Salamander Command Vehicle
Models Pattern II to XXII
Origin Vanaheim
Weight 33 tonnes
Hull Length 6.90m
Hull Width 5.70m
Height 3.18m
Barrel Length N/A
Ground Clearance 0.45m
Armour 130-150mm
Maximum Speed 70 kph on road, 55 kph off-road
Crew 4 - commander, gunner, driver, comms-operator
  • Top-mounted heavy flamer
  • Hull-mounted heavy bolter
Main Ammunition 10 shots
Fording Depth N/A

There are many variants on the STC technology of the Chimera chassis - a rugged flexible design that Imperial Guard commander have relied on for centuries. It forms the bases of vehicles like the Hellhound, Basilisk, Bombard and Hydra. Some of these variants are more common than others. The Salamander is one such variation, most commonly used to equip Armoured Company HQ units and Armoured Reconnaissance squadrons.

The standard Salamander is issued to company command units as a combined transport, liaison and communications vehicle. Chimeras fitted with improved communications equipment also fulfil the same role in many units. The Salamander command vehicle is armed with a hull mounted heavy bolter and either a second heavy bolter or heavy flamer for self-defence. The Salamander command vehicle is not intended as a frontline combat vehicle, but more as a means of transporting command staff around the battlefield.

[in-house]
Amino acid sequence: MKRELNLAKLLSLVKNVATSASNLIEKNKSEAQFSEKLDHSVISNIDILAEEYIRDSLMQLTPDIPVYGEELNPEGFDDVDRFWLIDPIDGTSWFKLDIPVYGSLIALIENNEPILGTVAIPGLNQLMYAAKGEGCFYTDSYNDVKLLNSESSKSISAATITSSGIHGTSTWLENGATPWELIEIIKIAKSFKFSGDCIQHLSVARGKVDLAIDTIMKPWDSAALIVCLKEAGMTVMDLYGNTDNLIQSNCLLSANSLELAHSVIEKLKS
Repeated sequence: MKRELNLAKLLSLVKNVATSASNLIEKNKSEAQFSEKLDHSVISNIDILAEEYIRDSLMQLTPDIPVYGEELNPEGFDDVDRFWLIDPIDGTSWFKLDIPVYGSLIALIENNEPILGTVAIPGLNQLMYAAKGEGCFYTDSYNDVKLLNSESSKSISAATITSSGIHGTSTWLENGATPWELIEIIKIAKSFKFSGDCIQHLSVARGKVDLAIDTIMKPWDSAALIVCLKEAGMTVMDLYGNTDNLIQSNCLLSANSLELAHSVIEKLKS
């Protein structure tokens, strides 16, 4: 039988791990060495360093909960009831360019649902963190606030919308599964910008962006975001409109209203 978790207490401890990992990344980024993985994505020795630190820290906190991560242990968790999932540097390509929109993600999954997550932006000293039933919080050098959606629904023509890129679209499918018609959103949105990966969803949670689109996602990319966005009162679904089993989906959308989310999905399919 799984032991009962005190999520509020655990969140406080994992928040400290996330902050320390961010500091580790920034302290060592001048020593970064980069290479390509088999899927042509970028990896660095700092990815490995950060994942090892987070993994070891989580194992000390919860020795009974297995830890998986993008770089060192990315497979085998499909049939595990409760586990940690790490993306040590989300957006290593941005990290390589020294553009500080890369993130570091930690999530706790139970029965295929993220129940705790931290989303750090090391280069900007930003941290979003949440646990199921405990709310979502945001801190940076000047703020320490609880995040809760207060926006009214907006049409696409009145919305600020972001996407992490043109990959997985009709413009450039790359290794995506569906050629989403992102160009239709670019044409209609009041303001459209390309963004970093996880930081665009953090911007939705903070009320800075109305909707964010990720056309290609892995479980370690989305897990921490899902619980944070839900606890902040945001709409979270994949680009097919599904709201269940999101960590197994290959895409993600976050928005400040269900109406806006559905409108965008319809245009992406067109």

The rear platform contains extensive long-range communications equipment to keep a company commander (usually a Captain) in touch with his own units, regimental command and other company commanders. Each vehicle has a dedicated comms-operator trained to use this equipment as part of the crew. The rest of the vehicle crew will be formed from the command section staff. As well as the officer and comms-operator there is a driver and a gunner.

In the Vanaheim pattern Salamander command vehicle, the driver is provided with a multi-spectral surveyor, fitted as part of his overhead hatch. This is an advanced piece of equipment, providing the vehicle with magnification, tracking and night vision equipment.

The combination of good speed, protection and advanced comms-equipment means the Salamander has found other roles outside of HQ units. Some artillery units adopt Salamanders for use as mobile forward observation posts to call in indirect fire. Commissars have been known to adopt a Salamander as their own personal transport. They have also been called into service as a general utility vehicle, for towing equipment, supplies and even guns if there is a shortage of Trojans available.

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